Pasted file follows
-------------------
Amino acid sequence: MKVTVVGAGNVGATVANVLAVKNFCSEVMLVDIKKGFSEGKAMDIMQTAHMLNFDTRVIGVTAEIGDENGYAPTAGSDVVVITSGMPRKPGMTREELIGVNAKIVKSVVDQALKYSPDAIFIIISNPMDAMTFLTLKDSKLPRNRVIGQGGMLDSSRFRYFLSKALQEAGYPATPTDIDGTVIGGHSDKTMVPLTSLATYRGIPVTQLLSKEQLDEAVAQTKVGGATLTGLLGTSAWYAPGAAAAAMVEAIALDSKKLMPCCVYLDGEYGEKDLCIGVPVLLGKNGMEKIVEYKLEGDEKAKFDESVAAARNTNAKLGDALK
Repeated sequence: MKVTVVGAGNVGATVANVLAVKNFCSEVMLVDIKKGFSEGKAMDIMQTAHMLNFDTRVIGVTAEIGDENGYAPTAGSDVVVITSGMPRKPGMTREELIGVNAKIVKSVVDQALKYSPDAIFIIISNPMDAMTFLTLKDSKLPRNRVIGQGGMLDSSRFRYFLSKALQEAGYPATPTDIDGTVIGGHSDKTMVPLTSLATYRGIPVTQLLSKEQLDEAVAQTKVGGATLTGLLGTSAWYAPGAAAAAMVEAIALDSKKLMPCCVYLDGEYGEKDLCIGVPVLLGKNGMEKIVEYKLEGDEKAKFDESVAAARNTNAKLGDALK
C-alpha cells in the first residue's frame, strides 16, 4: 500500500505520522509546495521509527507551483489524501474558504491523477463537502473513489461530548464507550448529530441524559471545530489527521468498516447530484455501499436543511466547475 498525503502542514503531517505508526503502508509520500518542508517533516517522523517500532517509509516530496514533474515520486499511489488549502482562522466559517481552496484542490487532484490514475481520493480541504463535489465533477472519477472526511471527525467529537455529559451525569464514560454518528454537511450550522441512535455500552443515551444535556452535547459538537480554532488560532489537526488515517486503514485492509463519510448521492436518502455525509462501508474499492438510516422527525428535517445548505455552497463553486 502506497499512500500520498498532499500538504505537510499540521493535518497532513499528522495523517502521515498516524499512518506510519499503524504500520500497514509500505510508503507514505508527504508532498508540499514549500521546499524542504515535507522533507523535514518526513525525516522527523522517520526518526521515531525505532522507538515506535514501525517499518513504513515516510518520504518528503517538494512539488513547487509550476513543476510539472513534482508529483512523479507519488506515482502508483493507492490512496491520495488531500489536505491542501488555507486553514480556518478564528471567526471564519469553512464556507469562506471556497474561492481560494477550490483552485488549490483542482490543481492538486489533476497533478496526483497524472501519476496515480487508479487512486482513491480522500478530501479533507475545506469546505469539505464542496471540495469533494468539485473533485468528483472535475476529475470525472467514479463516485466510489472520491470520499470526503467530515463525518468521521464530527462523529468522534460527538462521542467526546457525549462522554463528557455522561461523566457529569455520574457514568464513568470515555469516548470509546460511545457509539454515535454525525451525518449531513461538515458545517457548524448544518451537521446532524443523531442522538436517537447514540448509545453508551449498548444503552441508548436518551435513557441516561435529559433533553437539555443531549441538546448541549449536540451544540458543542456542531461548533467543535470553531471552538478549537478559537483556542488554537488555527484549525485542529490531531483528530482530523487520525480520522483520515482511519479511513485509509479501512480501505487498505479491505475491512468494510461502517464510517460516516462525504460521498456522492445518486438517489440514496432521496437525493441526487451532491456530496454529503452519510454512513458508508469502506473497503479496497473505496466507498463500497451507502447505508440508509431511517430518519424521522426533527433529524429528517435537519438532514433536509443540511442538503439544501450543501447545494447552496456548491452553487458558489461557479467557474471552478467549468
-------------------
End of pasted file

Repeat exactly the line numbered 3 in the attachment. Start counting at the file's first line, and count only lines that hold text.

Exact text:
C-alpha cells in the first residue's frame, strides 16, 4: 500500500505520522509546495521509527507551483489524501474558504491523477463537502473513489461530548464507550448529530441524559471545530489527521468498516447530484455501499436543511466547475 498525503502542514503531517505508526503502508509520500518542508517533516517522523517500532517509509516530496514533474515520486499511489488549502482562522466559517481552496484542490487532484490514475481520493480541504463535489465533477472519477472526511471527525467529537455529559451525569464514560454518528454537511450550522441512535455500552443515551444535556452535547459538537480554532488560532489537526488515517486503514485492509463519510448521492436518502455525509462501508474499492438510516422527525428535517445548505455552497463553486 502506497499512500500520498498532499500538504505537510499540521493535518497532513499528522495523517502521515498516524499512518506510519499503524504500520500497514509500505510508503507514505508527504508532498508540499514549500521546499524542504515535507522533507523535514518526513525525516522527523522517520526518526521515531525505532522507538515506535514501525517499518513504513515516510518520504518528503517538494512539488513547487509550476513543476510539472513534482508529483512523479507519488506515482502508483493507492490512496491520495488531500489536505491542501488555507486553514480556518478564528471567526471564519469553512464556507469562506471556497474561492481560494477550490483552485488549490483542482490543481492538486489533476497533478496526483497524472501519476496515480487508479487512486482513491480522500478530501479533507475545506469546505469539505464542496471540495469533494468539485473533485468528483472535475476529475470525472467514479463516485466510489472520491470520499470526503467530515463525518468521521464530527462523529468522534460527538462521542467526546457525549462522554463528557455522561461523566457529569455520574457514568464513568470515555469516548470509546460511545457509539454515535454525525451525518449531513461538515458545517457548524448544518451537521446532524443523531442522538436517537447514540448509545453508551449498548444503552441508548436518551435513557441516561435529559433533553437539555443531549441538546448541549449536540451544540458543542456542531461548533467543535470553531471552538478549537478559537483556542488554537488555527484549525485542529490531531483528530482530523487520525480520522483520515482511519479511513485509509479501512480501505487498505479491505475491512468494510461502517464510517460516516462525504460521498456522492445518486438517489440514496432521496437525493441526487451532491456530496454529503452519510454512513458508508469502506473497503479496497473505496466507498463500497451507502447505508440508509431511517430518519424521522426533527433529524429528517435537519438532514433536509443540511442538503439544501450543501447545494447552496456548491452553487458558489461557479467557474471552478467549468